Thornburgh writes great dialogue and memorable characters. There’s great humor, banter, and clever little quips. And while this story is about romance, or the potential for romance, sure, it’s really about friendship. This review is short not because I didn’t like the book–I loved it–but because you just need to go read it and discover the excellence for yourself. Pretty much a perfect read, super satisfying and completely absorbing. 

 

Review copy courtesy of the publisher and Edelweiss

ISBN-13: 9780062447777

Publisher: HarperCollins Publishers

Publication date: 07/11/2017

Book Review: Tash Hearts Tolstoy by Kathryn Ormsbee

When I’m reviewing books for professional publications, I stay quiet about them on social media. I’m always really excited once a review comes out to be able to talk about the book, finally! Here’s one of my most recent reviews, which originally appeared in the June 2017 issue of School Library Journal. I am SO EXCITED to now be able to rave to everyone about this book. 

 

tash heartsTash Hearts Tolstoy by Kathryn Ormsbee

ISBN-13: 9781481489331 Publisher: Simon & Schuster Books For Young Readers Publication date:06/06/2017

★ Gr 9 Up—Seventeen-year-old Kentucky filmmaker and Tolstoy superfan Tash Zelenka’s summer takes an unexpected turn when her web series, Unhappy Families (a modern adaptation of Anna Karenina) goes viral. The newfound fame causes tension between Tash and her best friend Jack, who also works on the series. Tash is easily caught up in the increased social media attention, her fans’ expectations, and the criticisms. She is also grappling with her complicated relationship with her sister, Klaudie, who drops out of acting in the series to more fully enjoy her last summer before college. Plus, Tash must deal with her flirtation with vlogger Thom, her confusing feelings for Paul (Jack’s brother and Tash’s other best friend), and her worries about the end of the series and her impending college applications. Tash is also beginning to come out to people as romantic asexual and needs to figure out how to share her identity with Thom, whom she will be meeting soon at the Golden Tuba independent web awards. Tash and her group of artsy theater friends are vibrant, creative, and thoughtful. They may not always totally understand one another, but their admirable and complicated friendships have so much heart. The much-needed asexual representation plays a significant role in the story, with readers privy to Tash’s thoughts on identity and conversations with friends about what the term means. VERDICT Funny, well written, and compulsively readable, this will especially appeal to readers with an interest in web series. A strong choice for YA shelves.

Introducing Asexuality, a guest post by Laura Perenic

sjyalitSometimes being Asexual feels like something I’m not instead something I am.  I am not heterosexual.  I am not homosexual.  I am not gay, lesbian, transgender, or bisexual.  I am the A at the end of LGBTQIA that many interpret to mean ally; the A for Asexual that sometimes gets left off. It is confusing and frustrating to be just 1% of the population.  I don’t know anyone beyond the internet who is Asexual. I’ve joined online groups and  read anything I can find.  Pages like AVEN – The Asexuality Visibility and Education Network gave me a lot of great information. But I still don’t feel connected to the community.  I do not speak for fellow Aces, our identifier of choice. Being Ace feels a bit anticlimactic.  I’ve never seen an Ace pride parade.  I didn’t have a big coming out.  When I reveal my status to people they tell me on some level they always knew.  If I was being so obvious it’s interesting that it took me so long to realize it for myself.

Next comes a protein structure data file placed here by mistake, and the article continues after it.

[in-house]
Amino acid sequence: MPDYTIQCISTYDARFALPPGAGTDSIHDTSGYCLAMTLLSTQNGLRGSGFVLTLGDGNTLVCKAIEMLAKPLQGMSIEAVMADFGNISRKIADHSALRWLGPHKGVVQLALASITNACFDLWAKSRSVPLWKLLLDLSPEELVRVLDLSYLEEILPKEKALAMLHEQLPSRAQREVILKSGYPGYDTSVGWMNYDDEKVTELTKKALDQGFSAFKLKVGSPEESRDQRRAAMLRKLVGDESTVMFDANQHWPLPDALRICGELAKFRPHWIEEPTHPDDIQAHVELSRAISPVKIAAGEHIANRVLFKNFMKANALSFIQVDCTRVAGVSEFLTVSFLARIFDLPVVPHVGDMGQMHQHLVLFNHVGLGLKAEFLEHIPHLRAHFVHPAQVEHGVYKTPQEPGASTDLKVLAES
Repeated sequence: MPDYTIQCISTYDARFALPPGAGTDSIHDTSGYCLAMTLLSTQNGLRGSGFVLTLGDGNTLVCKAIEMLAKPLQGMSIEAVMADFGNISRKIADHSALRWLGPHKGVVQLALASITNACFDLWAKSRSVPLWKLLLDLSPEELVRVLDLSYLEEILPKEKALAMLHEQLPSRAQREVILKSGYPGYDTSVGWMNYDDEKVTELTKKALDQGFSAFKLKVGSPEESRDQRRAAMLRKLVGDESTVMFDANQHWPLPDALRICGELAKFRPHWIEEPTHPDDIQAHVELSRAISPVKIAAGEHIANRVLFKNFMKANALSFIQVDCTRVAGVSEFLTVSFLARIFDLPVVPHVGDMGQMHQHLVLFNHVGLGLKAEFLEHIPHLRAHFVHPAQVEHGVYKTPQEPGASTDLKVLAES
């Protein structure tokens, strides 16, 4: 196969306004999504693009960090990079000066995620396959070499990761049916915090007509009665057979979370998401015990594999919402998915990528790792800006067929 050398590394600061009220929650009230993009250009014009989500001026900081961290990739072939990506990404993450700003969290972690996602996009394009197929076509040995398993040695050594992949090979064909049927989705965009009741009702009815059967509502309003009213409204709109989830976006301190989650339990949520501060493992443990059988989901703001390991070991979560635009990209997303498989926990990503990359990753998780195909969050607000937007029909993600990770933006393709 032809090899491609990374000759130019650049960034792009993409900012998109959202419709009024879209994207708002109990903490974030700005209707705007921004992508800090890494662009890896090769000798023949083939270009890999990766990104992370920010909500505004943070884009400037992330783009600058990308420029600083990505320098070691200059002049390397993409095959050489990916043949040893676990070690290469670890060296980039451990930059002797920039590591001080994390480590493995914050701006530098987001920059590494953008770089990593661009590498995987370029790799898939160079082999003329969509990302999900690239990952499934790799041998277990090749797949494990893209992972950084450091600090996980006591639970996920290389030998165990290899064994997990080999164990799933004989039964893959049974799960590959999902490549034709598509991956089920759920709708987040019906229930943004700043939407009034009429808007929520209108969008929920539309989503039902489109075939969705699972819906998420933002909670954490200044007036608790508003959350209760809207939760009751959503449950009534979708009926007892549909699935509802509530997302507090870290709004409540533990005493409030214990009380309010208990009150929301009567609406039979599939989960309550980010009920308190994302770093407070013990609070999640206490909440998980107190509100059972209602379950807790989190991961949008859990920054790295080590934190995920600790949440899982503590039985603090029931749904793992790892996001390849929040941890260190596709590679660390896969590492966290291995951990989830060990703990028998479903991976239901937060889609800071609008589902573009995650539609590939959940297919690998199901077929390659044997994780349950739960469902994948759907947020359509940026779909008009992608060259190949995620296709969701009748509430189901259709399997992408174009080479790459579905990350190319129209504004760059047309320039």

A great resource is The Asexuality Archive. They establish a definition of Asexual as “Asexuality is a sexual orientation, like heterosexuality or homosexuality, etc., but instead of being sexually attracted to men or women, asexual people are sexually attracted to no one.  This doesn’t mean we all hate sex or avoid it, it just means we don’t find people sexually attractive.”  The challenge of this definition is while encompassing the basics it still doesn’t include all the facets of being Ace.  Sexuality has a spectrum often represented with the terms in LGBTA.  Ace has its own spectrum and includes Grey-sexual and Demi-sexual.

Grey-sexual: An umbrella term for a person who falls between sexual and asexual on the spectrum. A demisexual person only rarely experiences sexual attraction or only under specific circumstances.

Demisexual: A person who only experiences sexual attraction to someone once they have formed a strong emotional bond to that person.

In school to say that I had no interest in dating would be an understatement.  Not only did I not want to date but I couldn’t understand people who did. The entire process seemed confusing and also something I wanted no part of.  Sure I dabbled, went to prom and played spin the bottle but the results were the same.  Or the lack of results. It can be difficult to click with people without sexual chemistry. Even if you don’t desire someone, you have a connection with people who date or marry because its something you yourself have done.  Unless you haven’t and things start to feel like a game where everyone else knows the rules.  Many years into being an adult I still had a lot of questions about why my interaction with people were so different.   I don’t know where I first learned the term Asexual. It felt more correct than anything I used to label myself.  When I began to reveal to people that I was Ace I was mostly happy with the response.  Many people told me that could tell that I was different but never really could explain it; choosing Ace seemed accurate to them as well.  Interestingly a lot of people still don’t know I am Ace.  This article will be a bit of an unmasking of for me. While I haven’t experienced a lot of overtly negative responses to being Ace the hardest part as with many things is just the lack of understanding.  I find that talking about it with people seems to make them profoundly uncomfortable.  They will change the conversation to nearly anything else rather than hear about my orientation.